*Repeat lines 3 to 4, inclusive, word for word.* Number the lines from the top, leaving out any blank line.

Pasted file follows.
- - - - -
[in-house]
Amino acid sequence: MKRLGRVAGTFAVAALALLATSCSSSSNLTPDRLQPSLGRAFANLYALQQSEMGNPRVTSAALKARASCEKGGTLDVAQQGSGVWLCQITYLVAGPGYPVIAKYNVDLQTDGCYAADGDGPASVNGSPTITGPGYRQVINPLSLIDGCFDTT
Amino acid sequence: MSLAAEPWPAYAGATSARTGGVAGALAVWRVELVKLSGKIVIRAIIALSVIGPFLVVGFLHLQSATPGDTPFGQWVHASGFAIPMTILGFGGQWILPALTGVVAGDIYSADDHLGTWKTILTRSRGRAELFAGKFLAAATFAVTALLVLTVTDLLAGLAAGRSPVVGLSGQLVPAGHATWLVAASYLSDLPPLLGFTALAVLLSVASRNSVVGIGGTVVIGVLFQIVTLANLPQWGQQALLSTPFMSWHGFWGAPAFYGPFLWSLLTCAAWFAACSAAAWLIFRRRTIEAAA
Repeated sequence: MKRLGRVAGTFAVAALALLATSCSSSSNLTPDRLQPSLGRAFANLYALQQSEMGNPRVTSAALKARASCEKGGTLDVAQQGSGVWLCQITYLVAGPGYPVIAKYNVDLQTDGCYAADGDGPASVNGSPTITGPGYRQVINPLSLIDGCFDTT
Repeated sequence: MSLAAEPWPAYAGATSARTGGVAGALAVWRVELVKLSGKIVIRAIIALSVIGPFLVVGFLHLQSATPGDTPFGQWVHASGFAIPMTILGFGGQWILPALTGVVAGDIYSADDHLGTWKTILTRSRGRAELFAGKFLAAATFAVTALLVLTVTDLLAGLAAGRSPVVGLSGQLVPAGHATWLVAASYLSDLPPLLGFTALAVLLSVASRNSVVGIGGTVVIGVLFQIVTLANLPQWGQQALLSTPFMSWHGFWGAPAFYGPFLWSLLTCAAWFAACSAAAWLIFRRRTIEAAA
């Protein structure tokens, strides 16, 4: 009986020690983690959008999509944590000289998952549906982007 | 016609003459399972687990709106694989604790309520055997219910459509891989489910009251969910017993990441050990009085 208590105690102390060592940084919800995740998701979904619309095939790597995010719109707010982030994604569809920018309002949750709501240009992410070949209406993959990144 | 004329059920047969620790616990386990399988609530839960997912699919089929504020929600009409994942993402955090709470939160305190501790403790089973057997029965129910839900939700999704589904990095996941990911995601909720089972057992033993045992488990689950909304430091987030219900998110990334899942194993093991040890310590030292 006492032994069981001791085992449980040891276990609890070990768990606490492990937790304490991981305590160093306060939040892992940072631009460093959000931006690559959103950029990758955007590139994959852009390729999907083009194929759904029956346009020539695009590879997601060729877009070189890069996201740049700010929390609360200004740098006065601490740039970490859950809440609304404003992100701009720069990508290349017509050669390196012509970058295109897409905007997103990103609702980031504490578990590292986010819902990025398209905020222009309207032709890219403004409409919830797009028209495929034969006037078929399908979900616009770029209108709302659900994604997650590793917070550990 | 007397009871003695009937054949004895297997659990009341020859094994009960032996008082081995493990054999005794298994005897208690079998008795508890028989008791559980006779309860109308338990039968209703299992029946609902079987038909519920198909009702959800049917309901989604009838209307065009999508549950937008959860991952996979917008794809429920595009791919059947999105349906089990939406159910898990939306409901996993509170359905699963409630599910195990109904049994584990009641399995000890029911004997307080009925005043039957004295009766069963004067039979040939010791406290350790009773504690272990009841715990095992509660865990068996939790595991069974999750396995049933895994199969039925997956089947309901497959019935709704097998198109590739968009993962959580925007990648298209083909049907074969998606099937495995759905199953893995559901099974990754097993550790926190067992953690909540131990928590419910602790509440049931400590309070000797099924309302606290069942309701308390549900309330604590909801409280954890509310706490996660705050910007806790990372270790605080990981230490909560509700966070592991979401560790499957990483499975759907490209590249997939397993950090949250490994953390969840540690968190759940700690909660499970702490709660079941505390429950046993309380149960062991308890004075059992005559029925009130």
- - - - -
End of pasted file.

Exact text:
Amino acid sequence: MSLAAEPWPAYAGATSARTGGVAGALAVWRVELVKLSGKIVIRAIIALSVIGPFLVVGFLHLQSATPGDTPFGQWVHASGFAIPMTILGFGGQWILPALTGVVAGDIYSADDHLGTWKTILTRSRGRAELFAGKFLAAATFAVTALLVLTVTDLLAGLAAGRSPVVGLSGQLVPAGHATWLVAASYLSDLPPLLGFTALAVLLSVASRNSVVGIGGTVVIGVLFQIVTLANLPQWGQQALLSTPFMSWHGFWGAPAFYGPFLWSLLTCAAWFAACSAAAWLIFRRRTIEAAA
Repeated sequence: MKRLGRVAGTFAVAALALLATSCSSSSNLTPDRLQPSLGRAFANLYALQQSEMGNPRVTSAALKARASCEKGGTLDVAQQGSGVWLCQITYLVAGPGYPVIAKYNVDLQTDGCYAADGDGPASVNGSPTITGPGYRQVINPLSLIDGCFDTT